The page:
Undercurrents

Written By: Joy Johnson
Published: July 18, 2017 Last modified: July 17, 2017

Have you seen that cinema advert that shows us how we could make our life even easier if we went cashless? The run up for a movie to start is the ideal captive, targeted audience for
advertising.

Waiting for Baby Driver (great movie by the way) we were treated to the latest bit of manipulative public relations in the banks’ and internet giants’ determination to wipe out cash. A young woman, to an upbeat backing track, flits through shops, tubes, and taxis on her happy jaunt – tap, tap, tapping her way to her final fling with friends.

I bet you never realised that life was so much harder when you had to delve into your handbag scrabbling for a purse or trying to find your wallet and then having to remember your PIN’s four
digits?

Neither, I guess, did you realise that life would come to a juddering halt because you are holding up the queue as you count out money? That’s another ad I saw, this time on the internet. The queue is flowing in the self-service cafeteria until some Luddite counts out cash, causing a pile up.

And just to show how serious all this is, there are ads for parents to teach their kids about money in a cashless society. Again on the internet we have nice middle class parents telling their daughter about the chores they had to do for their pocket money, counting out coins.

What a deprived life they had to lead. Not now – Meet Clever Kash, an adorable moneybox for children to see their pocket money in digital form.

It’s more than 20 years since Microsoft co-founder Bill Gates said: “Banking is necessary. Banks are not.” Cashless is getting closer. In a consumer-driven society we are inching to an economy where activity in cash is zero. We lap up all things automatic. Just look at how we queue up to be our own cashier in the supermarket.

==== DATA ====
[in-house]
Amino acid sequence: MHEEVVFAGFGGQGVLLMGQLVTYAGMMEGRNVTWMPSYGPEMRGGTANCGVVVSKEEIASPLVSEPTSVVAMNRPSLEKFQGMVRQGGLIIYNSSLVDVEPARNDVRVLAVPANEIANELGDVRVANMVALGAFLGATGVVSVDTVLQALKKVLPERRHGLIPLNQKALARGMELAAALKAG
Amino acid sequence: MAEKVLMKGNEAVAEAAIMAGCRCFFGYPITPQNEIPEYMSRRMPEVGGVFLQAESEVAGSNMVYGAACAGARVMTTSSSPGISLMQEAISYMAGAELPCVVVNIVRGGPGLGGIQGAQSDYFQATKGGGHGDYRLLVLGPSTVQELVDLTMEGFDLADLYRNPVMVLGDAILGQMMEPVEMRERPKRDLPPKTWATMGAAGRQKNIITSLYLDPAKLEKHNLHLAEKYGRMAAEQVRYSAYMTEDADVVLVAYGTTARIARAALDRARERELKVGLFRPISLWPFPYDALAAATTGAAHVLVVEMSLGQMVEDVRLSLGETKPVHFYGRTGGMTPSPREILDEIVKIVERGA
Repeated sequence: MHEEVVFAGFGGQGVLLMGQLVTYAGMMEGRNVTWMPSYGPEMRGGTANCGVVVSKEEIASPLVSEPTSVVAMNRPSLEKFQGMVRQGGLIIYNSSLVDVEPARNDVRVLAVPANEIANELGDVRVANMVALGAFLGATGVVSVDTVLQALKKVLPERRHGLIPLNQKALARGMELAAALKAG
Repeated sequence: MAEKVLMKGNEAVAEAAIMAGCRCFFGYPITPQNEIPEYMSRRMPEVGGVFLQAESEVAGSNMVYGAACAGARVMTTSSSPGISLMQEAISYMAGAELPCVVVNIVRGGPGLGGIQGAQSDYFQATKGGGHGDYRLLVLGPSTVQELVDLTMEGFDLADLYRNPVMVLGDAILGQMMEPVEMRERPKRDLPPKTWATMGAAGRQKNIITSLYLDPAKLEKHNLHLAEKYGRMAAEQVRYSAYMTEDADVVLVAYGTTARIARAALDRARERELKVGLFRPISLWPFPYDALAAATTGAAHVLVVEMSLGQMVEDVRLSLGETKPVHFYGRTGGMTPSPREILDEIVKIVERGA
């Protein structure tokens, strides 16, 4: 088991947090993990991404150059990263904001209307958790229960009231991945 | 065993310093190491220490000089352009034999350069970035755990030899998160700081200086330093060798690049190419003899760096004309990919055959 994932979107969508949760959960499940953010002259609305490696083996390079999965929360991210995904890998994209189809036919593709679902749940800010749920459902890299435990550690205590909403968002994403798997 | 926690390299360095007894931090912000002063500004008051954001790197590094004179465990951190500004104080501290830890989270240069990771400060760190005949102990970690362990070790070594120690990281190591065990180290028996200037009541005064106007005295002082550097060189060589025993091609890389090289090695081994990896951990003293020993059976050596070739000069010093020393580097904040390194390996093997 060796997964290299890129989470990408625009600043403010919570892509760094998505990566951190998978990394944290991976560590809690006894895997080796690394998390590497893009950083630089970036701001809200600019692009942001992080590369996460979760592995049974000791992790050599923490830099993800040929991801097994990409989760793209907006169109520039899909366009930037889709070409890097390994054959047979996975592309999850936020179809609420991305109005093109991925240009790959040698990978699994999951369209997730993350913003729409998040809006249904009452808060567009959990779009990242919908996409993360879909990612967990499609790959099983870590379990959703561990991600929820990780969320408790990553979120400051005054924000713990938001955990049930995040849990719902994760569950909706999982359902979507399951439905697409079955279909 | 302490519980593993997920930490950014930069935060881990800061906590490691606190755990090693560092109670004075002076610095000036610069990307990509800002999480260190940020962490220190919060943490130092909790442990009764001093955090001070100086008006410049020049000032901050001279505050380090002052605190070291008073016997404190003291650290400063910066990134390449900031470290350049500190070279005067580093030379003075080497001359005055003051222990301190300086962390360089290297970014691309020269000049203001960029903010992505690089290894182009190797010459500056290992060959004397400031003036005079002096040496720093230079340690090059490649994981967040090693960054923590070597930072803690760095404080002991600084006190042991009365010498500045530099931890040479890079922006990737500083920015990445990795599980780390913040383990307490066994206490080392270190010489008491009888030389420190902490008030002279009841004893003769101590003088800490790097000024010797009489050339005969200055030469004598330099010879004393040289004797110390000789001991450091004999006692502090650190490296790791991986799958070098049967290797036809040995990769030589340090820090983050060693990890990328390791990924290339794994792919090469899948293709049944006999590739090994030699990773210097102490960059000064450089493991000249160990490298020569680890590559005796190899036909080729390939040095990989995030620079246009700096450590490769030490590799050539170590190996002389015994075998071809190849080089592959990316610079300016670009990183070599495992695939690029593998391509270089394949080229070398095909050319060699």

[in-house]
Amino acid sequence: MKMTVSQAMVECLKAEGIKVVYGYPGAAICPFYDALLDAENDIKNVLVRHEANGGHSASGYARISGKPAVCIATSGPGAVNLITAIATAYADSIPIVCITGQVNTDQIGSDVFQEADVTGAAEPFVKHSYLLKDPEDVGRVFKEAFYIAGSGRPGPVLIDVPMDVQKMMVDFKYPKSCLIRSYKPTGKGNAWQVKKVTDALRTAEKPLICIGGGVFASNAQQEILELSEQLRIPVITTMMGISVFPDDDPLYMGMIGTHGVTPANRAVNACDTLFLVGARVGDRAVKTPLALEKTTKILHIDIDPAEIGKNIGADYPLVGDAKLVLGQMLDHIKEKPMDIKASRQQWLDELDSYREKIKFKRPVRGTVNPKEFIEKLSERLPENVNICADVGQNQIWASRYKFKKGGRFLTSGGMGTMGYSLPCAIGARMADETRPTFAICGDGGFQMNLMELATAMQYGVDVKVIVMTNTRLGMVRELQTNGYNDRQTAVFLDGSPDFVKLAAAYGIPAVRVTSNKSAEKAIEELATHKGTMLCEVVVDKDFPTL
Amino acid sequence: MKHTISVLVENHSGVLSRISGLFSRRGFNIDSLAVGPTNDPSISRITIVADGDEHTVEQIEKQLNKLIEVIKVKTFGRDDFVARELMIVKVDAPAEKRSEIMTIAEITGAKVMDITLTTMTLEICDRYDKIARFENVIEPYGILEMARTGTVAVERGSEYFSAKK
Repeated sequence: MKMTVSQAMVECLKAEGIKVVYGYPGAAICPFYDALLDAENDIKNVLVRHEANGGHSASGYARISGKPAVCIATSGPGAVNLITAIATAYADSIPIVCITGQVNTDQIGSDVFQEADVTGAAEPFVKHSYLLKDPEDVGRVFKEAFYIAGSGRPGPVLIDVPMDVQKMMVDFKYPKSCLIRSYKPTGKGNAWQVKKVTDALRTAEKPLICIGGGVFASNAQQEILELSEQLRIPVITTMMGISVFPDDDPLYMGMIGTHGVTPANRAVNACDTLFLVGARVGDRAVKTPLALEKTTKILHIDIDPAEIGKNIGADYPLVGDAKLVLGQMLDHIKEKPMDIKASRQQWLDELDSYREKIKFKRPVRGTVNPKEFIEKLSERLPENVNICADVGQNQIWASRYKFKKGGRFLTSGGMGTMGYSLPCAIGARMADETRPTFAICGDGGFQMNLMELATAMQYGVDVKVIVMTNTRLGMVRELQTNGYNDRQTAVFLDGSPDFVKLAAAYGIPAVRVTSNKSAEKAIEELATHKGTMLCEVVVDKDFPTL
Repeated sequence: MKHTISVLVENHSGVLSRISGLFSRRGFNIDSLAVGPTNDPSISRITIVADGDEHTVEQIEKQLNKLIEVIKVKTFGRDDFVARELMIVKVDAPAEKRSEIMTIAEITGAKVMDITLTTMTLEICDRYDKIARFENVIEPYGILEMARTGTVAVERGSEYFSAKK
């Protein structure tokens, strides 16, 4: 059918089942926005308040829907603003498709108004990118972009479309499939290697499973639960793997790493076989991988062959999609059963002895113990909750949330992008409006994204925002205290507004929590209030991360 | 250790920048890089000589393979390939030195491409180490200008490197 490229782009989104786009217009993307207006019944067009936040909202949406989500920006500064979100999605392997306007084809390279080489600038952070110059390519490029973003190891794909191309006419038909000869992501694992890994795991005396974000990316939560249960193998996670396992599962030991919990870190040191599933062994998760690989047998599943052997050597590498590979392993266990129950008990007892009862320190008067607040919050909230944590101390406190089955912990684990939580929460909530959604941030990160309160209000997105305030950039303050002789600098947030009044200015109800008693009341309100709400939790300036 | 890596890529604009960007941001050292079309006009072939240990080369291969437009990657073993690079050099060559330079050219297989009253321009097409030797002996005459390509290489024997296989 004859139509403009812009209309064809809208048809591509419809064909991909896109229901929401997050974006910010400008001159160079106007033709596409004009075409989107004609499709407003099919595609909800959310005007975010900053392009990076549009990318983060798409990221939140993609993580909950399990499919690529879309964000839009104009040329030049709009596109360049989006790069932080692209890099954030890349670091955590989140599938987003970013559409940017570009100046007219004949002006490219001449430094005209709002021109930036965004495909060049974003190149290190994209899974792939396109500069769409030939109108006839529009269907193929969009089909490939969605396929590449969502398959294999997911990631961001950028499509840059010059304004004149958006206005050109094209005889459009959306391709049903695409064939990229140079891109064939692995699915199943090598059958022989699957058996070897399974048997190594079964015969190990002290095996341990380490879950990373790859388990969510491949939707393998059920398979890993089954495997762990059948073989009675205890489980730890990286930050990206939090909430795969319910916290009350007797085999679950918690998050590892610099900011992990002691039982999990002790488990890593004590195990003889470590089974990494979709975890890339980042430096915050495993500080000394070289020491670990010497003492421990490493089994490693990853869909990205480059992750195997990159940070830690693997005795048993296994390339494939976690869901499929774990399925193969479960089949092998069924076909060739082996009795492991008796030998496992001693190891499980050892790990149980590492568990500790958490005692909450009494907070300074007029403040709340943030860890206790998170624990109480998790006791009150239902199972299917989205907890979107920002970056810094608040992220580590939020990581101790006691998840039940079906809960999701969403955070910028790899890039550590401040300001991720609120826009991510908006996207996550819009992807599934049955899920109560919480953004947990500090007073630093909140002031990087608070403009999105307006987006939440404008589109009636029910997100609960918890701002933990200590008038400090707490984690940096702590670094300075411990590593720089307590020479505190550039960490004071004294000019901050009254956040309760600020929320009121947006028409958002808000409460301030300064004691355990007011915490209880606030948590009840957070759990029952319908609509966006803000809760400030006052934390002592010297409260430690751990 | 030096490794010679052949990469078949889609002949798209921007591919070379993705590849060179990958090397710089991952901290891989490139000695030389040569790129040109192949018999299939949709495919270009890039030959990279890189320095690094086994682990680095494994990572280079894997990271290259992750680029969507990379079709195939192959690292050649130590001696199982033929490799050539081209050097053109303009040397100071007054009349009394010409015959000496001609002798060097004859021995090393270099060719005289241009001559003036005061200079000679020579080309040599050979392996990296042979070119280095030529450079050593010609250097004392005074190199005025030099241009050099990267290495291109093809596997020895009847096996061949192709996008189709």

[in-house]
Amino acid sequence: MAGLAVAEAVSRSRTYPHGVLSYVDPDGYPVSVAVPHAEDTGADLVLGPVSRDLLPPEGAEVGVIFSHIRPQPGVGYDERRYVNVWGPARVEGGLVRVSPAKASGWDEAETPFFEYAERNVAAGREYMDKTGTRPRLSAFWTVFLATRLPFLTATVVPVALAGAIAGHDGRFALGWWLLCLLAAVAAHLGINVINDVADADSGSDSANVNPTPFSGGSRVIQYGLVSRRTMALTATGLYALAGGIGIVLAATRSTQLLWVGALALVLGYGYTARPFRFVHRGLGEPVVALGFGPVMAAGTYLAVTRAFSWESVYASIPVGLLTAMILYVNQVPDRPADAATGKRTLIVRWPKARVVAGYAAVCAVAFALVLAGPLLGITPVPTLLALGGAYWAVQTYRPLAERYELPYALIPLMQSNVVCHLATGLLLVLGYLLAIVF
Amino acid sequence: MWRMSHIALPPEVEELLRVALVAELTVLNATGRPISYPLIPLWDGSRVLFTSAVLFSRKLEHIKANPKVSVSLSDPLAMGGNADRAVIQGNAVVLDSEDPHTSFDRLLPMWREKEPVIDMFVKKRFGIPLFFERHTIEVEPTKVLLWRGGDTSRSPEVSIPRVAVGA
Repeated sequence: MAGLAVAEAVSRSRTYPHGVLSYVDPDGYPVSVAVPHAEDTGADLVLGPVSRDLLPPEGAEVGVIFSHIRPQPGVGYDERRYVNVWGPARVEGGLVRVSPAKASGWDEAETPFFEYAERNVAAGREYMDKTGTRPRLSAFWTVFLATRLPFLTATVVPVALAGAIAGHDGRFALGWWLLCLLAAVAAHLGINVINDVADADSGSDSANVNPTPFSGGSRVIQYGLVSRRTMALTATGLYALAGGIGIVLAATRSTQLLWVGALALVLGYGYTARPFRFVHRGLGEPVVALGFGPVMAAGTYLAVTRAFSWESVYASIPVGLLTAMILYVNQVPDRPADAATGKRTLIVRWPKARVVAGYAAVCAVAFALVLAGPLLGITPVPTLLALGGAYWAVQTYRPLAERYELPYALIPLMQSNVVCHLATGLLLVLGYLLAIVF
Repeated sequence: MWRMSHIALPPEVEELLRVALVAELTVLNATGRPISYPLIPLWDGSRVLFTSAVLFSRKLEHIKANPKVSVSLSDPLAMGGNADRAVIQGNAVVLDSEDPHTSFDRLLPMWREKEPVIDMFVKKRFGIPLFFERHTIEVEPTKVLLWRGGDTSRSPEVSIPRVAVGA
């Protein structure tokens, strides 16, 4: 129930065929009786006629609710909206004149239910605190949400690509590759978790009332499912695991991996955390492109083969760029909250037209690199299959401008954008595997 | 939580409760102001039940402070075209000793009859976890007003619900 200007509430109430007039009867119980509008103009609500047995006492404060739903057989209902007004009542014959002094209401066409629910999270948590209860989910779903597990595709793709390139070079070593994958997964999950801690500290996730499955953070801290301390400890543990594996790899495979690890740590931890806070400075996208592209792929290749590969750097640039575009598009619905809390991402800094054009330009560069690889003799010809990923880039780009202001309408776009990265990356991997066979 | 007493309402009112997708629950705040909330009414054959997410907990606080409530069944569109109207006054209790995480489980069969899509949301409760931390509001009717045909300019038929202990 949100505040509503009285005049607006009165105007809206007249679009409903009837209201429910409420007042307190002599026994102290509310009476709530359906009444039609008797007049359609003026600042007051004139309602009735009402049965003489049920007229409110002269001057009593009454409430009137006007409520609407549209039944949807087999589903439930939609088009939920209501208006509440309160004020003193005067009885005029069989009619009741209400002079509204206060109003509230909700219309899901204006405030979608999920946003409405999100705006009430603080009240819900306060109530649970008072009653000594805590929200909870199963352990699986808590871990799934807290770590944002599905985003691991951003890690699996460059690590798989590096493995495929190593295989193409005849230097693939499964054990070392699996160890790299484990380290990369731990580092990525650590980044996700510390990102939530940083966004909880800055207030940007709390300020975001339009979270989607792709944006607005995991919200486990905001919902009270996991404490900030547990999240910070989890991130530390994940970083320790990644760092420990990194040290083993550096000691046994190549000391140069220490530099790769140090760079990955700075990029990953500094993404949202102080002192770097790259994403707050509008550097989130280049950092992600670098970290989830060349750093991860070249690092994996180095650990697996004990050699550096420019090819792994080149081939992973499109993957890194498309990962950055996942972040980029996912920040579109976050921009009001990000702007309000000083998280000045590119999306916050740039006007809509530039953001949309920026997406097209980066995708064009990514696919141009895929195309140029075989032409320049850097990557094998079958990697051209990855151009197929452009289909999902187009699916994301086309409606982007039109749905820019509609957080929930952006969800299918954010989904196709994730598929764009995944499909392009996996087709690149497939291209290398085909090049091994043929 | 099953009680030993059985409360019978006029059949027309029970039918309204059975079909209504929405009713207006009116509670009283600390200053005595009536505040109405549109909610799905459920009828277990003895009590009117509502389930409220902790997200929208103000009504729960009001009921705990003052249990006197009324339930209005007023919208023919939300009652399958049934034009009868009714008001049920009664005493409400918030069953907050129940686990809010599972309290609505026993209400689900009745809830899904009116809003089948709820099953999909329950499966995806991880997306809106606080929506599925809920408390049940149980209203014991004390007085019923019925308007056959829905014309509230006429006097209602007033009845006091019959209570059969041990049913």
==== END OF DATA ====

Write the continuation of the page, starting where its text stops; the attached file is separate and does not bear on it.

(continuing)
But we should be wary. Cashless has enormous implications. Our right to have purchasing power in paper currency is diminished. Our shopping habits no are longer private. Already, when we use search engines one day, the next we are targeted with adverts that relate to our searches.

Spending is valued above saving. Not a lot of point with low interest rates. Yet the future will be worse. Having credit balances in current accounts costs, so expect to see fees being imposed – orworse, being charged negative interest rates. There’s no doubt we are going to end up having to pay for our hard earned cash even if what we are able to save is small.

There will be other consequences. There will be no runs on the bank. We will lose control of our own money. In an economic crash the banks won’t be bailed out, there will be bail-ins. This is not some worst case scenario scare mongering – we’ve seen it in Cyprus when in 2011 it was teetering on the financial cliff edge.

People on lower incomes need an economy that has cash. Not for anything illegal – they just need cash to exist.

The banks haven’t changed. The financial institutions haven’t changed. There is no reason to believe that an economic disaster of the magnitude of 2008 won’t happen again.

Images on our TVs of dying and suffering people emerging from the rubble of cities in Syria and Iraq – Aleppo, Raqqa and this week, Mosul – make all this drive for consumerism sickening.

These last few weeks have transformed our political landscape. We have wealth disparity on an enormous scale. Oxfam recently reported that eight billionaires own the same wealth as the 3.6 billion people who form the poorest half of the worlds’ population. Eight billionaires – it beggars belief.

If ever a political slogan was pitch perfect, Labour’s, “For the many, not the few”, inspired by Shelley, was it.

During the election campaign Jeremy Corbyn was armed with a transformativemanifesto – a fat cat levy on wages over £350k, return of the 50p tax rate for the richest, and a £5bn Robin Hood Tax on finance were just three policies that would make a difference.

Liberated from the Parliamentary Labour Party he went from strength to strength. He defeated Theresa May, who as I wrote last month not only lost her majority, but lost her authority as well. Now we have a cabinet in turmoil.

She’s now the beleaguered Prime Minister who will not be the mistress of her fortunes, while Jeremy Corbyn is the Prime Minister in waiting to head up a Labour Government in waiting.

We are at a tipping point, and the catastrophic fire in Grenfell Tower is in itself a paradigm shift.